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Hawthorne, CA, United States

Nakamura R.K.,Advanced Veterinary Care Center
Compendium (Yardley, PA) | Year: 2012

Nosocomial infections (NIs) are infections acquired during hospitalization. They are characterized by a high incidence of antimicrobial resistance. The most common NIs are pneumonia and urinary tract, surgical site, and bloodstream infections. Hand hygiene has demonstrated efficacy in reducing NIs.


Song R.B.,University of Pennsylvania | Vite C.H.,University of Pennsylvania | Bradley C.W.,University of Pennsylvania | Cross J.R.,University of Pennsylvania | Cross J.R.,Advanced Veterinary Care Center
Journal of Veterinary Internal Medicine | Year: 2013

Background: Intracranial neoplasia of dogs is frequently encountered in veterinary medicine, but large-scale studies on prevalence are lacking. Objectives: To determine the prevalence of intracranial neoplasia in a large population of dogs examined postmortem and the relationship between breed, age, and weight with the presence of primary intracranial neoplasms. Animals: All dogs that underwent postmortem examination from 1986 through 2010 (n = 9,574), including dogs with a histopathologic diagnosis of primary (n = 227) and secondary (n = 208) intracranial neoplasia. Methods: Retrospective evaluation of medical records from 1986 through 2010. Results: Overall prevalence of intracranial neoplasia in this study's population of dogs was 4.5%. A statistically significant higher prevalence of primary intracranial neoplasms was found in dogs with increasing age and body weights. Dogs ≥15 kg had an increased risk of meningioma (odds ratio 2.3) when compared to dogs <15 kg. The Boxer, Boston Terrier, Golden Retriever, French Bulldog, and Rat Terrier had a significantly increased risk of primary intracranial neoplasms while the Cocker Spaniel and Doberman Pinscher showed a significantly decreased risk of primary intracranial neoplasms. Conclusions and Clinical Importance: Intracranial neoplasia in dogs might be more common than previous estimates. The study suggests that primary intracranial neoplasia should be a strong differential in older and larger breed dogs presenting with signs of nontraumatic intracranial disease. Specific breeds have been identified with an increased risk, and others with a decreased risk of primary intracranial neoplasms. The results warrant future investigations into the role of age, size, genetics, and breed on the development of intracranial neoplasms. © 2013 by the American College of Veterinary Internal Medicine.


Nakamura R.K.,Advanced Veterinary Care Center
Compendium (Yardley, PA) | Year: 2012

Methicillin-resistant Staphylococcus aureus infection is currently the most common skin infection identified in human emergency rooms, and the development of methicillin resistance is increasing in veterinary medicine. This article reviews the current knowledge about methicillin-resistant Staphylococcus infections in human medicine as well as the limited information available in veterinary medicine, including options for diagnosis, treatment, and prevention.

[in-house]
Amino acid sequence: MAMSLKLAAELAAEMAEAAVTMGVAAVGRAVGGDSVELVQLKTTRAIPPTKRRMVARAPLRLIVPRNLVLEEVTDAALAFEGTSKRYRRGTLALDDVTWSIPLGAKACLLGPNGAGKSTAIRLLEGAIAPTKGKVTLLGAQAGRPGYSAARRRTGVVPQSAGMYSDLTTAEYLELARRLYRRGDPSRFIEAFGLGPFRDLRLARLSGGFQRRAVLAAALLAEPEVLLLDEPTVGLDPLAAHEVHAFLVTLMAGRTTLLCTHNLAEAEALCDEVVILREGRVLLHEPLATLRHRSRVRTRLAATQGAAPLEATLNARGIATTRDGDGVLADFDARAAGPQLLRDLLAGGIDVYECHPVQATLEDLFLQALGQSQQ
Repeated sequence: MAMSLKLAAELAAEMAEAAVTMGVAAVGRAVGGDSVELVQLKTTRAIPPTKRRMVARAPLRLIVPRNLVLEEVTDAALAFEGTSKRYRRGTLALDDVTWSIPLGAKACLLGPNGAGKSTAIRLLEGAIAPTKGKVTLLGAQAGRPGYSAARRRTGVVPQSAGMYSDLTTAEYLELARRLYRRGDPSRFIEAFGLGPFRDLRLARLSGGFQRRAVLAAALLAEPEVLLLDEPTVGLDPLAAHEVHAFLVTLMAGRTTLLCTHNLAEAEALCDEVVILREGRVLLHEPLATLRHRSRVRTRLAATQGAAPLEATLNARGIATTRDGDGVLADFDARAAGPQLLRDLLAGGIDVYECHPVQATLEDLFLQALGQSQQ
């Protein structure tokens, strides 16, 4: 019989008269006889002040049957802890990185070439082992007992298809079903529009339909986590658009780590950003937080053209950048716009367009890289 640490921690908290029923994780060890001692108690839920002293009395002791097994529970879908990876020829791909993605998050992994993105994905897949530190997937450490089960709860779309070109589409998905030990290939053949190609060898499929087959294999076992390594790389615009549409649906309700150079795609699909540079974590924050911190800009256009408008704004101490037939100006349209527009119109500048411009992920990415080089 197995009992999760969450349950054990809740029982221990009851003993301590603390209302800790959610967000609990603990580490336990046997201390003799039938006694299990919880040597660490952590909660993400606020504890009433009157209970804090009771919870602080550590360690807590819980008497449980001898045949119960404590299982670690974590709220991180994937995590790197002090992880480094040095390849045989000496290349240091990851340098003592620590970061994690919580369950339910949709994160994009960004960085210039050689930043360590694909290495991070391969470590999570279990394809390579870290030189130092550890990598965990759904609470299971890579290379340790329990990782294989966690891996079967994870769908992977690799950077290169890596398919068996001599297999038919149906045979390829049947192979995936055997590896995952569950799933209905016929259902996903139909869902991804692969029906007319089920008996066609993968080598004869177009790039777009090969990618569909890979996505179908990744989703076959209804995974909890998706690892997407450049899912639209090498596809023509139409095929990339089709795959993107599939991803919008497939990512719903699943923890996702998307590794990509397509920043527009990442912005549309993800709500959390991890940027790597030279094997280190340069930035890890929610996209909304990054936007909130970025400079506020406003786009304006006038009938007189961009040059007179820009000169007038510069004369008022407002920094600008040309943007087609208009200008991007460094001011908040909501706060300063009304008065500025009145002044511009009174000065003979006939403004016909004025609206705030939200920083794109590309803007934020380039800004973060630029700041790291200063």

Ghaffari S.,VCA West Los Angeles Animal Hospital | Pelio D.C.,Advanced Veterinary Care Center | Lange A.J.,Advanced Veterinary Care Center | Arndt J.W.,Advanced Critical Care of Los Angeles | And 4 more authors.
Journal of Small Animal Practice | Year: 2014

OBJECTIVE: To report the outcome of doxorubicin-based chemotherapy as the sole treatment for dogs with echocardiographically identified right atrial masses and pericardial effusion. METHODS: A retrospective study of case records of dogs with right atrial masses treated with doxorubicin. Dogs were excluded from the study if they had any type of surgery performed such as pericardiectomy or right atrial mass resection, or if their chemotherapy protocol did not include doxorubicin. The data collected included signalment, history, physical examination findings, diagnostic test results and long-term survival. RESULTS: Dogs with right atrial masses and pericardial effusion that received doxorubicin-based chemotherapy alone had a median survival of 139·5 days (range 2 to 302 days). Chemotherapy side effects were frequent but mild. CLINICAL SIGNIFICANCE: Doxorubicin-based chemotherapy alone appears to be a viable treatment option for dogs with echocardiographically identified right atrial masses and pericardial effusion. © 2014 British Small Animal Veterinary Association.


Murphy L.A.,Oradell Animal Hospital | Russell N.J.,Advanced Veterinary Care Center | Dulake M.I.,VCA West Los Angeles Animal Hospital | Nakamura R.K.,Veterinary Medical Surgical Group Orange County
Journal of Feline Medicine and Surgery | Year: 2014

A 4-year-old female spayed domestic longhair cat was referred for dyspnea. Further diagnostics revealed severe pleural effusion and a peritoneopericardial diaphragmatic hernia (PPDH). Following surgical correction of the PPDH the pleural effusion persisted. Re-check echocardiogram 4 weeks after initial evaluation revealed leftward deviation of the interventricular septum and interatrial septum occurring with inspiration. There were also exaggerated phasic changes in trans-tricuspid flow velocities suggestive of constrictive pericardial disease. Cardiac catheterization was performed and revealed elevated pressures in the right atrium and right ventricle. Constrictive pericarditis (CP) and epicarditis was confirmed at surgery, where subtotal pericardiectomy was performed with epicardial decortication. The cat continued to develop recurrent pleural effusion after surgery, although the volume and frequency of recurrence slowed over time. This is the first reported case of CP following PPDH repair in a cat. © ISFM and AAFP 2014.

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